Eugene the Jeep
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|Eugene the Jeep|
|First appearance||March 16, 1936, appearance of Thimble Theatre|
|Created by||E. C. Segar|
Eugene the Jeep is a character in the Popeye comic strip. A mysterious animal with magical abilities, the Jeep first appeared in the March 16, 1936, appearance of Thimble Theatre strip (now simply Popeye). He was also present in animated versions of Popeye's adventures, including three appearances in the Fleischer Studios shorts of the late 1930s/early 1940s, with more extensive appearances in later Popeye cartoons produced for TV.
Fictional character biography
In the August 9, 1936, strip, headlined "Wha's a Jeep?" [sic] Popeye asks Professor Brainstine what exactly a Jeep is. He gets the following response:
|“||A Jeep is an animal living in a three dimensional world—in this case our world—but really belonging to a fourth dimensional world. Here's what happened. A number of Jeep life cells were somehow forced through the dimensional barrier into our world. They combined at a favorable time with free life cells of the African Hooey Hound. The electrical vibrations of the Hooey Hound cell and the foreign cell were the same. They were kindred cells. In fact, all things are, to some extent, relative, whether they be of this or some other world, now you see. The extremely favorable conditions of germination in Africa caused a fusion of these life cells. So the uniting of kindred cells caused a transmutation. The result, a mysterious strange animal.||”|
When asked if he had any further questions, Popeye, totally unenlightened by this explanation, repeated, "Wha's a Jeep?"
The animated cartoons took the straightforward approach of defining the character as some type of dog. In The Jeep (1938), Popeye presents the animal to Olive Oyl and Swee'Pea with the simple explanation, "The Jeep's a magical dog and can disappear and things." In Popeye Presents Eugene the Jeep (1940), it is Popeye who receives the creature from Olive, in a box via a special delivery man (voiced by Pinto Colvig), and with the premise that he had never seen the creature before: "Well, blow me down! A baby puppy!"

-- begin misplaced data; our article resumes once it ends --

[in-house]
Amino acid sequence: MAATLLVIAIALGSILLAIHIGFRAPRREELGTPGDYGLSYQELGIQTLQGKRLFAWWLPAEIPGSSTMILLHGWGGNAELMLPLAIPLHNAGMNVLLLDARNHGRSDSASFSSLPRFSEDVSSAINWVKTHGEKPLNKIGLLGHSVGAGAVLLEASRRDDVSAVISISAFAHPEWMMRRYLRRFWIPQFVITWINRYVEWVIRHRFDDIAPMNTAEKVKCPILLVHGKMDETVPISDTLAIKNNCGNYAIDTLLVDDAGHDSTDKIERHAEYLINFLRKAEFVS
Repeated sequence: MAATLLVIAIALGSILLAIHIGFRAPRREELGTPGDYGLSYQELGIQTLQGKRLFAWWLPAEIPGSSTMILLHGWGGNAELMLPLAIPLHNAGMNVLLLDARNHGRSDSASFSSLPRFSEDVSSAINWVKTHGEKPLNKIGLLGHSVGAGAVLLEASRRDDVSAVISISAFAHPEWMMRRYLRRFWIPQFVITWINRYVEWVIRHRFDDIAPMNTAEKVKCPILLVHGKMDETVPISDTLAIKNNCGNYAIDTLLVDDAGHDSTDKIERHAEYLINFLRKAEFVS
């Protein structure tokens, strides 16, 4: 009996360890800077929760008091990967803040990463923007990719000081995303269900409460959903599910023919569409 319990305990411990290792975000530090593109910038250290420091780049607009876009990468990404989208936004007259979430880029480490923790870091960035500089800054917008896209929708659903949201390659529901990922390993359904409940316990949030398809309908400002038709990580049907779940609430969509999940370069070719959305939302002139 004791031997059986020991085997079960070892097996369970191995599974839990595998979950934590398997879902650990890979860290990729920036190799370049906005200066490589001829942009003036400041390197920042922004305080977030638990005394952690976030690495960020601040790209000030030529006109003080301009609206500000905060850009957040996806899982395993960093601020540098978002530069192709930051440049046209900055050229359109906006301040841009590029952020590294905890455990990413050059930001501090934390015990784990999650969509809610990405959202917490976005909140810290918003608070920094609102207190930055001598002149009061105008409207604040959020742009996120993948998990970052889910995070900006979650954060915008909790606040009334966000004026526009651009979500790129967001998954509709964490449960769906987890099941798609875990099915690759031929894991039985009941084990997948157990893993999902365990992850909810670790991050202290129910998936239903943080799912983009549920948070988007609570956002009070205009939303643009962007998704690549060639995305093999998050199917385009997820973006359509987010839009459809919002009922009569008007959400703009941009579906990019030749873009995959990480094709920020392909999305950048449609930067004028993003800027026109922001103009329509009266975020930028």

Eugene the Jeep did not appear in the Popeye movie. Eugene the Jeep was considered for use in the 1980 film but deemed too difficult to render believably, so the character was omitted and his part was absorbed by Swee'Pea. The baby's mysterious ability to answer questions and make predictions through the use of whistles were scenes originally intended for Eugene the Jeep.
Attributes and abilities
In the context of the comic strip, Eugene the Jeep was a gift to Popeye's girlfriend Olive Oyl from her Uncle Ben who found Eugene in Africa. The Jeep is a yellow creature about the size of a dog who walks on his hind legs. He has a bear-like head and ears but a large nose, long tail, and protruding belly. The Jeep's diet consists only of orchids.
As his language is limited to the word "jeep," Eugene primarily communicates through body language. Eugene always tells the truth, even to crooks. He possesses high intelligence, so is able to help humans such as Popeye and Olive Oyl solve complex problems. He makes use of a limited form of teleportation: he can disappear from one place and reappear in another, and can walk through and on walls and ceilings. These teleportation powers are said to stem from the Jeep's ability to cross into the fourth dimension.
Eugene the Jeep is the school mascot for Northeast Dubois High School in Dubois, Indiana and at South Webster High School in South Webster, Ohio, although the Jeep for Northeast Dubois is blue and gray, while South Webster's is red instead of yellow. An old elementary school in Wheatland, Indiana also used the Jeep as its mascot, but this school was consolidated and is no longer in use.
Many, including R. Lee Ermey, suggest that soldiers of World War II were so impressed with the then-new Willys MB that they informally named it after Eugene the Jeep as it was "small, able to move between dimensions and could solve seemingly impossible problems."
- Watch Popeye Get Ready for His First Big-Screen Turn in More Than 30 Years
- "Wordorigins.org". Wordorigins.org. Retrieved 2010-07-04.